FIGURE 1
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Figure 1. (A) Five area-normalized absorption spectra of phytoplankton used in Rrs(λ) simulation for the C2X database, and (B) corresponding spectra of cultures representing the “brown spectral group.”

FIGURE 2
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Figure 2. Phytoplankton absorption coefficient at 440 nm, aph(440), vs. chlorophyll a concentration [Chl] used in simulations for the C2X database. The trend line is also shown in comparison to that by Bricaud et al. (2004).

For the HydroLight simulations, the considered Rrs(λ) is fully normalized, i.e., the sun is at zenith and the viewing angle is perpendicular; the water is infinitely deep; inelastic scattering, i.e., Raman scattering and Chl and CDOM fluorescence, are taken into account. Nonetheless, how inelastic scattering processes and their natural variability influence the results is out of scope of this work. Ultimately, the C2X database built with HydroLight simulations includes in total 1 × 105 Rrs(λ) spectra with five phytoplankton groups with various water optical conditions; while the test dataset includes 15,360 Rrs(λ) spectra, for 120 different water conditions ([Chl] varys from 0.1 to 100 mg m−3, [NAP] from 0 to 50 g m−3, and CDOM from 0 to 2 m−1) with 128 phytoplankton absorption spectra (Table 1). The corresponding concentration values were listed in Table 1, and rational of the water condition settings was described and discussed in Xi et al. (2015) where this dataset was firstly used.

Phytoplankton Group Identification

The general scheme of the identification approach is illustrated in Figure 3. At first, all Rrs(λ) spectra are area-normalized and then second-order derivative is calculated. Details on the normalization and derivative transformation are described in Xi et al. (2015). To identify the corresponding phytoplankton groups in a test data set, each Rrs(λ) spectrum in the test data set is compared to all spectra in the C2X database using the similarity index (SI) as an angular distance (Millie et al., 1997):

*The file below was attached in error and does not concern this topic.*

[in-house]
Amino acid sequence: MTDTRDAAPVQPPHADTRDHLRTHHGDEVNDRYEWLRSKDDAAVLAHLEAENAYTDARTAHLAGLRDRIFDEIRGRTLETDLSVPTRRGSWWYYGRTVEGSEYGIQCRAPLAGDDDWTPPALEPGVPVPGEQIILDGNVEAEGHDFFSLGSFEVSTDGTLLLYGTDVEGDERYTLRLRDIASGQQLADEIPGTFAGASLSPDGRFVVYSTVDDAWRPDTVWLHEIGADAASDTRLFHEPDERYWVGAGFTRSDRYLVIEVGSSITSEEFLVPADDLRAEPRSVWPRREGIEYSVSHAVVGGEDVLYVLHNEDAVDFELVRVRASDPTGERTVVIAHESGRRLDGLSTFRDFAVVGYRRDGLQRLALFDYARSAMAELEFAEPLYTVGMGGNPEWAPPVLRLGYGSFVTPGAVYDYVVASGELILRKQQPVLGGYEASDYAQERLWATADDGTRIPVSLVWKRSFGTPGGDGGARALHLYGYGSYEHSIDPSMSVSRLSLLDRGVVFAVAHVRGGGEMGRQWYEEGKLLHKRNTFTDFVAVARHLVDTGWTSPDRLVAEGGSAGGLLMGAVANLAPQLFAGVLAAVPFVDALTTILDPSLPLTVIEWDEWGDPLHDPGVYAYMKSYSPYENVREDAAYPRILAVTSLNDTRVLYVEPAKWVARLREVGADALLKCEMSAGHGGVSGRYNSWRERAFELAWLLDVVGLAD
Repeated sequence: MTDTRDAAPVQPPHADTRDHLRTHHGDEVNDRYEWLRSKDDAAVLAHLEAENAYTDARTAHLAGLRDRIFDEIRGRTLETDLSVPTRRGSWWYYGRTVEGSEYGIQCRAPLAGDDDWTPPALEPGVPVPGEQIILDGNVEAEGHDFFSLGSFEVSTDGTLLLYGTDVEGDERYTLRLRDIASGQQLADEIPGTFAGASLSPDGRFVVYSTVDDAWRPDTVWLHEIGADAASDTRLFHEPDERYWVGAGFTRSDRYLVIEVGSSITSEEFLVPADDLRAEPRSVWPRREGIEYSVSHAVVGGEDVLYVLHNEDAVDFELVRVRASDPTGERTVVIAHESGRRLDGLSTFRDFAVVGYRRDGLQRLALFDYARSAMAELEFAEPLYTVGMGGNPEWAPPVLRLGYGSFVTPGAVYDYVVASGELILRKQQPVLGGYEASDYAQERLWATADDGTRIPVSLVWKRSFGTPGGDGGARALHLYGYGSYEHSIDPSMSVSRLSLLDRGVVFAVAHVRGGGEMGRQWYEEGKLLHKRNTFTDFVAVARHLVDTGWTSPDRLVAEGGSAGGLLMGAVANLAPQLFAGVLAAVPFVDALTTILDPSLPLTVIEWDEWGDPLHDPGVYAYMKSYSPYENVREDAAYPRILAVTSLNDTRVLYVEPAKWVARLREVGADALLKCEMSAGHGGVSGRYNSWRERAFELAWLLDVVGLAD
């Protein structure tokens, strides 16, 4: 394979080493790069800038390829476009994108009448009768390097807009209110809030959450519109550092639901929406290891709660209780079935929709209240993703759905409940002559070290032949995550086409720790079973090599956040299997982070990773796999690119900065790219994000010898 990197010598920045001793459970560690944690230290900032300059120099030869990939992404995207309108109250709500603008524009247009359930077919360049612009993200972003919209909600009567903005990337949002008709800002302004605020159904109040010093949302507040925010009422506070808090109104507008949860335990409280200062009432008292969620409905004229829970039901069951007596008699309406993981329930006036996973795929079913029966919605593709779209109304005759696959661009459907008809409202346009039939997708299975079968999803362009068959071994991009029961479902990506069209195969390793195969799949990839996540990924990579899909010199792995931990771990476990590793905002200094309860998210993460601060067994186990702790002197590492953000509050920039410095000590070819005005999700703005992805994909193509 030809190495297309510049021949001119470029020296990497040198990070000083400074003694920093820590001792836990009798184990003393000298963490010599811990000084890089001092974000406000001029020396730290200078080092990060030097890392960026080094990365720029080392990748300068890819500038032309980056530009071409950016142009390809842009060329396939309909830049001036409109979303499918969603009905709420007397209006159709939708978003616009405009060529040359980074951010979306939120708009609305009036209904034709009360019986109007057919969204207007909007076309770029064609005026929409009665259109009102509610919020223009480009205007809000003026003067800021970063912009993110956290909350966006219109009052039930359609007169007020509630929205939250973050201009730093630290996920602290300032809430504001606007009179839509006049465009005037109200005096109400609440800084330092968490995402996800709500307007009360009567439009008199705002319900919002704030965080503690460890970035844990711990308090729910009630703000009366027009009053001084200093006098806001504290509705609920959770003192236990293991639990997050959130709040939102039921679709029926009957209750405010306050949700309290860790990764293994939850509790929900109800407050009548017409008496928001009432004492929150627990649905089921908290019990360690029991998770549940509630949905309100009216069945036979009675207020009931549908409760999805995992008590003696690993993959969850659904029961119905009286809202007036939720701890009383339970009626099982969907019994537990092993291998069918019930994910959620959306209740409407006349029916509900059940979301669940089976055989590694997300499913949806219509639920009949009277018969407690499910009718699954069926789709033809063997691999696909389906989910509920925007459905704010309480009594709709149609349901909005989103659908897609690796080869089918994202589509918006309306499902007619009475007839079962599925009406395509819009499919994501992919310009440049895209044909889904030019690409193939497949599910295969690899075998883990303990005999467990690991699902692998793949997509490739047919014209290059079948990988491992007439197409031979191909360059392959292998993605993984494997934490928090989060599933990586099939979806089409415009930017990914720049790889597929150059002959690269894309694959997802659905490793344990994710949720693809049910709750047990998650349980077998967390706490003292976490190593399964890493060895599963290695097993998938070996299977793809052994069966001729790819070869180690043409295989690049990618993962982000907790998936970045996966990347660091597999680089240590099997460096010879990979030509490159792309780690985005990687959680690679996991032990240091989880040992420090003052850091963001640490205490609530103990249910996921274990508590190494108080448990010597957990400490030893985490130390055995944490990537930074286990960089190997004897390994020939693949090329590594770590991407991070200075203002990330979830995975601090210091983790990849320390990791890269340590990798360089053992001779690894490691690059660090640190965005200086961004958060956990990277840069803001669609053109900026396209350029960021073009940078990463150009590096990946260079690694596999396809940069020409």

SI=1-2π×arccos (x1·x2|x1||x2|)    (1)

where x1 is a second-derivative spectrum of Rrs(λ) in the C2X database, and x2 is one in the test dataset. The SI is a number between 0 and 1, where 0 indicates no similarity and 1 indicates perfect similarity between the two spectra. It is noteworthy that only the second-derivative spectra of Rrs(λ) in the range of 420–620 nm was used for SI calculation to minimize the influence of noises at shorter wavelengths, where reflectance is often low, and that of strong water absorption features at longer wavelengths (Xi et al., 2015).

FIGURE 3
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Figure 3. Flowchart showing the approach for dominant phytoplankton group identification.

This approach produces 105 SI values for each spectrum of the test dataset. The first 20 spectra in the C2X database providing highest SI values for each test spectrum are selected and their corresponding known phytoplankton spectral group is recorded. The group that is dominant in these 20 spectra is taken as the identified spectral group for this test spectrum. For each test spectrum one of the five spectral groups is identified as being dominant. Each taxonomic group in the test data is represented by five to 48 Rrs(λ) spectra (from 5 to 48 different cultures), and all taxonomic groups are categorized into five spectral groups, the spectral group identification accuracy is thus determined by calculating the percentage of the correctly identified Rrs(λ) spectra in each spectral group. In the end, given that there are 120 water optical conditions in the test data, 120 values for the identification accuracy of each group are calculated.

In situ Rrs(λ) Data of Lake Taihu

An investigation campaign was carried out from 5th to 17th October 2008 in Lake Taihu (China). A set of in situ Rrs(λ) spectra was obtained by measuring the water-leaving radiances and sky radiances with a dual channel spectrometer, ASD FieldSpec Pro Dual VNIR (FieldSpec 931, ASD Inc., USA), following NASA ocean optics protocols (Mueller et al., 2003). When performing the measurements, the viewing angels of the two channels from the water surface at the zenith angle and the azimuth angle were 40° and 135°, respectively. Radiances of a 25 cm by 25 cm plaque with 25% reflectivity, water and sky radiances (each preceded by a dark offset reading) were measured and repeated five times. The measurements were performed at a location that minimized shading, reflections from superstructure, ship's wake, foam patches, and whitecaps. Moreover, the location was also pointed away from the sun to reduce the sunglint effect. Upon the upward radiance (Lu), sky radiance (Lsky), gray plaque radiance (Lplaq), and the water-air interface reflectivity determined based on the lake state at that time, Rrs(λ) were calculated referring to the method proposed by Mobley (1999). Details of the approaches for radiance measurements and Rrs(λ) calculation are illustrated in Ma et al. (2006). Water samples were taken simultaneously with the spectrometer for lab measurements of Chl, NAP, and CDOM concentrations. Absorption spectra by the total particles and the NAP were determined by quantitative filter technique (QFT) method (Mitchell, 1990) and aph (λ) was obtained by subtracting aNAP(λ) from ap(λ). aCDOM(λ) was also measured spectrophotometrically in a 10 cm cuvette using 0.7 mm Whatman GF/F-filtered water sample pads by the same UV-2401 spectrophotometer. More details on the above determinations are described in Xi (2011).